As soon as Pisa is mentioned, it’s famous leaning tower is the first thing that comes to mind. In fact, many times when I mentioned travelling to Italy, it was the first place people asked me if I was going. Clearly I had try to include it in my itinerary somewhere – even if just for the obligatory photo holding up the tower!

But what else is there to do in Pisa? Well, honestly, not a lot! Pisa is the capital of Tuscany, and has a population of around 90,000. It does have a few churches, castles and bridges, like more decent sized Italian towns, but none of them seem to be much visited.

So we planned a quick visit to see the Leaning Tower of Pisa. Here’s what we found during our visit.

Getting to Pisa

Pisa is ideally located in Tuscany. If you don’t want to stay in Pisa, but still want to see the Leaning Tower, it is perfectly doable as a day trip from many other towns in the area, most notably from Florence.

Full day and half day tours can be booked through many tour operators. I recommend Viator, who have many options for Pisa day tours here

The best option to get to Pisa is by using the fantastic Italian train system. Trains run regularly from Florence and take about an hour. Trains also run from many of the other local towns. We arrived from Siena and departed to Lucca. Visit the Trenitalia website to plan. Tickets can be booked on the website, or at the station. We found the automatic ticket machines at the stations easy to use if there is a long line.

Getting to the Leaning Tower

Once in Pisa it’s a easy 20-25 minute walk straight through the middle of the city to get to the Piazza dei Miracoli, home to the Leaning Tower. We meandered along and took a bit longer than this by stopping and getting a coffee at one of the many little cafes along the way.

You will pass over the Arno River, with some lovely architecture on either side to admire.

Pisa

The banks of the Arno River

If you prefer, there is a bus that ruins from directly outside of the train station. A new bus has started only this week, so is slightly different to when we were there, but it is now the LAM ROSSA (red line) you will need to catch, in the direction of Park Pietrasantina. Buses leave from the train station every ten minutes and takes about 15 minutes. Details can be seen here (website is in Italian but route details are in English)

The Leaning Tower of Pisa

Pisa

Holding up the Leaning Tower of Pisa! I just had to do it!

As soon as you arrive you will be drawn to the Tower. It is not crammed between other buildings as many other Italian landmarks are, but out in an open green area with one or two other buildings. There will be a lot of other people around, but there is plenty of space for everyone.

The Leaning Tower was originally built in the12th Century as the bell tower for the neighbouring Pisa Cathedral. It started to sink immediately, and many things have been tried over the years to straighten it. If you look carefully at the very top section, you can see it is not on the same angle as the rest of the building. It was added on in the 14th Century.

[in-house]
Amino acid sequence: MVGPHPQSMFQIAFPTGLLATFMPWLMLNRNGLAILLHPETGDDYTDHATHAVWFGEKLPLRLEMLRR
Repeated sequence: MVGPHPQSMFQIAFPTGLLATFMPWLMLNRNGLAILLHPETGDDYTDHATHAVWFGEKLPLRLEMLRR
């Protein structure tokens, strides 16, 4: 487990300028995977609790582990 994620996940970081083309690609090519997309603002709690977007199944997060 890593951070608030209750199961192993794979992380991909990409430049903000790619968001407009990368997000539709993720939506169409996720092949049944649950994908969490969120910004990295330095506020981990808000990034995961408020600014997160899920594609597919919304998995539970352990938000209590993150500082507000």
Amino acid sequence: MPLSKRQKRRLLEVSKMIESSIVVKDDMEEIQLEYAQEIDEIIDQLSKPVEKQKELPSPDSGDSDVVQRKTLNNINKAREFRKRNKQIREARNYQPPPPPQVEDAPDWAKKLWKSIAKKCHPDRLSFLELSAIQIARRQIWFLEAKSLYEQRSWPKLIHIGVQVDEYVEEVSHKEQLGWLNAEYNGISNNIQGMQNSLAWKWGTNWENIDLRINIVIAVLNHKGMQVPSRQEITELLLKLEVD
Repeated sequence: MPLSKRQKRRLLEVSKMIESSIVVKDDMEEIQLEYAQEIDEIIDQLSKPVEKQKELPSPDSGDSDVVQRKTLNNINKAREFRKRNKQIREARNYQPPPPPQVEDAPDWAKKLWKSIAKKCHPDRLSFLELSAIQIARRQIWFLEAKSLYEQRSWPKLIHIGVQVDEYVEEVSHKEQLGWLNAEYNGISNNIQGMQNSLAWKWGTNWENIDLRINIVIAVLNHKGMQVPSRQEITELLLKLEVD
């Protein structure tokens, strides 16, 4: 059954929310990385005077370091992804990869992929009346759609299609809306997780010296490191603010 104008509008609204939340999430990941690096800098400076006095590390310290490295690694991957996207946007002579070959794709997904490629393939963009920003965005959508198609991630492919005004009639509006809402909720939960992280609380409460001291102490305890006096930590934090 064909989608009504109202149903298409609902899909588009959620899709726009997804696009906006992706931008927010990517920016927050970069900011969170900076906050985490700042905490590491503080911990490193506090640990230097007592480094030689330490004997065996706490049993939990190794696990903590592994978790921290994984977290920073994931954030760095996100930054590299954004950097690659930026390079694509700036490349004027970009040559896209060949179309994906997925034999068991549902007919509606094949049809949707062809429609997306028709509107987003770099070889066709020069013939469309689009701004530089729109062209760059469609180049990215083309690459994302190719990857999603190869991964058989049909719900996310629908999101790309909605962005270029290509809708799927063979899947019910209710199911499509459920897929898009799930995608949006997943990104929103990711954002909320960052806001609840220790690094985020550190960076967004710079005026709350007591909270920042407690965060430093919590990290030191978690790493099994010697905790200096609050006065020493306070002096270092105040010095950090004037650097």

It is possible to climb to the top of the tower for €18. There are a maximum of forty people allowed inside at any one time to help with the preservation so there can sometimes be quite a wait.

What Next?

Once you have finished marvelling at the tower and getting that shot of holding it up, the question is “What next?” There is no doubt you will have noticed the other gleaming white buildings so it’s time to have a look. There are many different ticket options available, so you can choose to visit either 2, 3 or 4 of the surrounding buildings. We chose to visit all four for €8 – the Cathedral, Baptistery, Camposanto and the Sinopie Museum.

While you are buying your tickets, take a moment to look at “The Fallen Angel”.

Pisa

The Fallen Angel

Pisa Cathedral

Pisa

Pisa Cathedral with the Leaning Tower in the background.

Entry to the Cathedral is at the opposite end to the Leaning Tower. There can be some lines, but we were lucky to find no one waiting when we entered.

I have to admit I have a bit of a thing for churches. While I am not religious, I find these places fascinating. I love the intricacies of the statues and the overall serenity. If there are stained glass windows, then I am completely taken!

Pisa

One of the side alters inside the Cathedral

The Pisa Cathedral did not disappoint. It had that feel of reverence to it. It feels larger on the inside than it looks, with the towering ceilings and echoes. As always there was an area off to one side which was open for worship, and it is possible to enter than area for free through a seperate entry if thats your purpose.

Camposanto

Pisa

The lovely windows of the Camposanto

Our next stop was the Camposanto. Built back in the thirteenth century, basically this cloister-like building is a big cemetery. The whole floor is covered with rectangular plots under which important people were buried. It is still used today, and we saw some burial dates as recent as the last ten years.